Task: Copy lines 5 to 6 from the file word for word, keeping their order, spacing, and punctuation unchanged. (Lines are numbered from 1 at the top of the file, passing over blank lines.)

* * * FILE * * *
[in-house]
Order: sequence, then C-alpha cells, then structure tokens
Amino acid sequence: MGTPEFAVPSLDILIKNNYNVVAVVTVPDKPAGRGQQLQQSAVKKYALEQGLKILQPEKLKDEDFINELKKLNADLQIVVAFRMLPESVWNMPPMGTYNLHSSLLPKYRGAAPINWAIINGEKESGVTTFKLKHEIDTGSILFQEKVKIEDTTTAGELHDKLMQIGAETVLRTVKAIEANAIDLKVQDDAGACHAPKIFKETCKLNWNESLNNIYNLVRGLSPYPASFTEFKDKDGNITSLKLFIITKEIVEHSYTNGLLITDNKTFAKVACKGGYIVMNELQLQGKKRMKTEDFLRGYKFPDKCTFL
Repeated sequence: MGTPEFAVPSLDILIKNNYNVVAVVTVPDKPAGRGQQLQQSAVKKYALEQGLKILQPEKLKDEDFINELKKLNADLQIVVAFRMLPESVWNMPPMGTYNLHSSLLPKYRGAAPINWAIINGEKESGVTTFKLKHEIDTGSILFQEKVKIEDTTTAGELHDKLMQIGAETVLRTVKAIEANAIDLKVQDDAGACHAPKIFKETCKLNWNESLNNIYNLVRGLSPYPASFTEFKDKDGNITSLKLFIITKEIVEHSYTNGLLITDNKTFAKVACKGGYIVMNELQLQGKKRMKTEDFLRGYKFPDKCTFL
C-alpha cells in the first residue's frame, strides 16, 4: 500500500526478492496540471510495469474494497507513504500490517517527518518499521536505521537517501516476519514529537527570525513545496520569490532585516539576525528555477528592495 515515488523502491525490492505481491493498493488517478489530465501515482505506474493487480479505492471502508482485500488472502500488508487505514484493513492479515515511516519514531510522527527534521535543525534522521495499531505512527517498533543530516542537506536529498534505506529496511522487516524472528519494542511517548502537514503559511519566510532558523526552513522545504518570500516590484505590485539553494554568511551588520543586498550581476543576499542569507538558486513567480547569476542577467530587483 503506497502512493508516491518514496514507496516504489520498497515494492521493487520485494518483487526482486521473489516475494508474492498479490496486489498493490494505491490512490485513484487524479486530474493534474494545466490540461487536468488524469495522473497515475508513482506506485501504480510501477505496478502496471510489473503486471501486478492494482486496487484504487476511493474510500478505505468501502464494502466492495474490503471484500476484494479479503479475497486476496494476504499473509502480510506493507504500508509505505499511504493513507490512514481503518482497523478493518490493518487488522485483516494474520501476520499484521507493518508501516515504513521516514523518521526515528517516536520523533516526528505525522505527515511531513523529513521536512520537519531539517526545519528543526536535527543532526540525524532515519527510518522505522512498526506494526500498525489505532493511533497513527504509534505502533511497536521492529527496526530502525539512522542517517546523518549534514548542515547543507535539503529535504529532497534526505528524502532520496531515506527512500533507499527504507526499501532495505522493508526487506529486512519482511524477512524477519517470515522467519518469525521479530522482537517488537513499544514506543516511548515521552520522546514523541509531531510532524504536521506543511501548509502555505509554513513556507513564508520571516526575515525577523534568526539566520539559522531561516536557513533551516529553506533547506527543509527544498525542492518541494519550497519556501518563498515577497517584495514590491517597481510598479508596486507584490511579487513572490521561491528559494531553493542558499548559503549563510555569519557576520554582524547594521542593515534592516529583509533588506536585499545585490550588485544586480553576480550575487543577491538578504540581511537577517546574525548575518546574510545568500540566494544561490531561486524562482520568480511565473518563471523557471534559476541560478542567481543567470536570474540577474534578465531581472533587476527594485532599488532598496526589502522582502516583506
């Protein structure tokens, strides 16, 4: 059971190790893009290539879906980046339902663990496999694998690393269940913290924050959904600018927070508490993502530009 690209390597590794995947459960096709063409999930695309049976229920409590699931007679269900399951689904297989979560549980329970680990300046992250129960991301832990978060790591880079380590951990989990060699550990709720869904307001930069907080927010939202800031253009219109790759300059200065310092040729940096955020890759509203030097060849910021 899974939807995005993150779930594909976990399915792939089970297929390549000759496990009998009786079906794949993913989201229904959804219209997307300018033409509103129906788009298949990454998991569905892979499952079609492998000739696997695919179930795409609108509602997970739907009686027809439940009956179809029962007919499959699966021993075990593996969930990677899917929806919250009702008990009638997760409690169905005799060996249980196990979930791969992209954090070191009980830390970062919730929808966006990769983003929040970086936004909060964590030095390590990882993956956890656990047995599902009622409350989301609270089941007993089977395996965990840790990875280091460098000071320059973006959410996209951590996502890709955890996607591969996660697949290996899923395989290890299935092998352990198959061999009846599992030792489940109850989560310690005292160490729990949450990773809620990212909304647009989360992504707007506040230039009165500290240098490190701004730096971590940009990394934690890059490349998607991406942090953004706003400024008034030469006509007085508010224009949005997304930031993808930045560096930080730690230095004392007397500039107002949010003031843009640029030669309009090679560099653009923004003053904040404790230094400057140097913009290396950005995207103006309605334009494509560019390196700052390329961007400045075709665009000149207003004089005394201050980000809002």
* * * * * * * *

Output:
C-alpha cells in the first residue's frame, strides 16, 4: 500500500526478492496540471510495469474494497507513504500490517517527518518499521536505521537517501516476519514529537527570525513545496520569490532585516539576525528555477528592495 515515488523502491525490492505481491493498493488517478489530465501515482505506474493487480479505492471502508482485500488472502500488508487505514484493513492479515515511516519514531510522527527534521535543525534522521495499531505512527517498533543530516542537506536529498534505506529496511522487516524472528519494542511517548502537514503559511519566510532558523526552513522545504518570500516590484505590485539553494554568511551588520543586498550581476543576499542569507538558486513567480547569476542577467530587483 503506497502512493508516491518514496514507496516504489520498497515494492521493487520485494518483487526482486521473489516475494508474492498479490496486489498493490494505491490512490485513484487524479486530474493534474494545466490540461487536468488524469495522473497515475508513482506506485501504480510501477505496478502496471510489473503486471501486478492494482486496487484504487476511493474510500478505505468501502464494502466492495474490503471484500476484494479479503479475497486476496494476504499473509502480510506493507504500508509505505499511504493513507490512514481503518482497523478493518490493518487488522485483516494474520501476520499484521507493518508501516515504513521516514523518521526515528517516536520523533516526528505525522505527515511531513523529513521536512520537519531539517526545519528543526536535527543532526540525524532515519527510518522505522512498526506494526500498525489505532493511533497513527504509534505502533511497536521492529527496526530502525539512522542517517546523518549534514548542515547543507535539503529535504529532497534526505528524502532520496531515506527512500533507499527504507526499501532495505522493508526487506529486512519482511524477512524477519517470515522467519518469525521479530522482537517488537513499544514506543516511548515521552520522546514523541509531531510532524504536521506543511501548509502555505509554513513556507513564508520571516526575515525577523534568526539566520539559522531561516536557513533551516529553506533547506527543509527544498525542492518541494519550497519556501518563498515577497517584495514590491517597481510598479508596486507584490511579487513572490521561491528559494531553493542558499548559503549563510555569519557576520554582524547594521542593515534592516529583509533588506536585499545585490550588485544586480553576480550575487543577491538578504540581511537577517546574525548575518546574510545568500540566494544561490531561486524562482520568480511565473518563471523557471534559476541560478542567481543567470536570474540577474534578465531581472533587476527594485532599488532598496526589502522582502516583506
């Protein structure tokens, strides 16, 4: 059971190790893009290539879906980046339902663990496999694998690393269940913290924050959904600018927070508490993502530009 690209390597590794995947459960096709063409999930695309049976229920409590699931007679269900399951689904297989979560549980329970680990300046992250129960991301832990978060790591880079380590951990989990060699550990709720869904307001930069907080927010939202800031253009219109790759300059200065310092040729940096955020890759509203030097060849910021 899974939807995005993150779930594909976990399915792939089970297929390549000759496990009998009786079906794949993913989201229904959804219209997307300018033409509103129906788009298949990454998991569905892979499952079609492998000739696997695919179930795409609108509602997970739907009686027809439940009956179809029962007919499959699966021993075990593996969930990677899917929806919250009702008990009638997760409690169905005799060996249980196990979930791969992209954090070191009980830390970062919730929808966006990769983003929040970086936004909060964590030095390590990882993956956890656990047995599902009622409350989301609270089941007993089977395996965990840790990875280091460098000071320059973006959410996209951590996502890709955890996607591969996660697949290996899923395989290890299935092998352990198959061999009846599992030792489940109850989560310690005292160490729990949450990773809620990212909304647009989360992504707007506040230039009165500290240098490190701004730096971590940009990394934690890059490349998607991406942090953004706003400024008034030469006509007085508010224009949005997304930031993808930045560096930080730690230095004392007397500039107002949010003031843009640029030669309009090679560099653009923004003053904040404790230094400057140097913009290396950005995207103006309605334009494509560019390196700052390329961007400045075709665009000149207003004089005394201050980000809002």